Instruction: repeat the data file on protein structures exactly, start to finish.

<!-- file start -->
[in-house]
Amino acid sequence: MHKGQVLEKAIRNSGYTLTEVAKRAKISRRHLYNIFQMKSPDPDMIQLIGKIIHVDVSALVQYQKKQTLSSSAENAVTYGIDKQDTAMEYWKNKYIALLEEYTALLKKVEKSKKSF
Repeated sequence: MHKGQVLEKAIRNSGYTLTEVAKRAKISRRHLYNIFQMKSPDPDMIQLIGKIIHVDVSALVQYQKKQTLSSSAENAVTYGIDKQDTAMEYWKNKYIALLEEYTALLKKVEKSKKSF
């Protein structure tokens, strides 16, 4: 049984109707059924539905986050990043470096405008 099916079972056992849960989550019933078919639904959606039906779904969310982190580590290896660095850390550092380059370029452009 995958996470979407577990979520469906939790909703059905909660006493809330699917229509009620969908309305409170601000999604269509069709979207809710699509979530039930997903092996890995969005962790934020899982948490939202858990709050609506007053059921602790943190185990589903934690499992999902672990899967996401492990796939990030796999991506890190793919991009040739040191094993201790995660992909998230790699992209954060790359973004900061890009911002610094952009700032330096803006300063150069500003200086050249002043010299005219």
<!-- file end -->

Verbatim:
[in-house]
Amino acid sequence: MHKGQVLEKAIRNSGYTLTEVAKRAKISRRHLYNIFQMKSPDPDMIQLIGKIIHVDVSALVQYQKKQTLSSSAENAVTYGIDKQDTAMEYWKNKYIALLEEYTALLKKVEKSKKSF
Repeated sequence: MHKGQVLEKAIRNSGYTLTEVAKRAKISRRHLYNIFQMKSPDPDMIQLIGKIIHVDVSALVQYQKKQTLSSSAENAVTYGIDKQDTAMEYWKNKYIALLEEYTALLKKVEKSKKSF
């Protein structure tokens, strides 16, 4: 049984109707059924539905986050990043470096405008 099916079972056992849960989550019933078919639904959606039906779904969310982190580590290896660095850390550092380059370029452009 995958996470979407577990979520469906939790909703059905909660006493809330699917229509009620969908309305409170601000999604269509069709979207809710699509979530039930997903092996890995969005962790934020899982948490939202858990709050609506007053059921602790943190185990589903934690499992999902672990899967996401492990796939990030796999991506890190793919991009040739040191094993201790995660992909998230790699992209954060790359973004900061890009911002610094952009700032330096803006300063150069500003200086050249002043010299005219």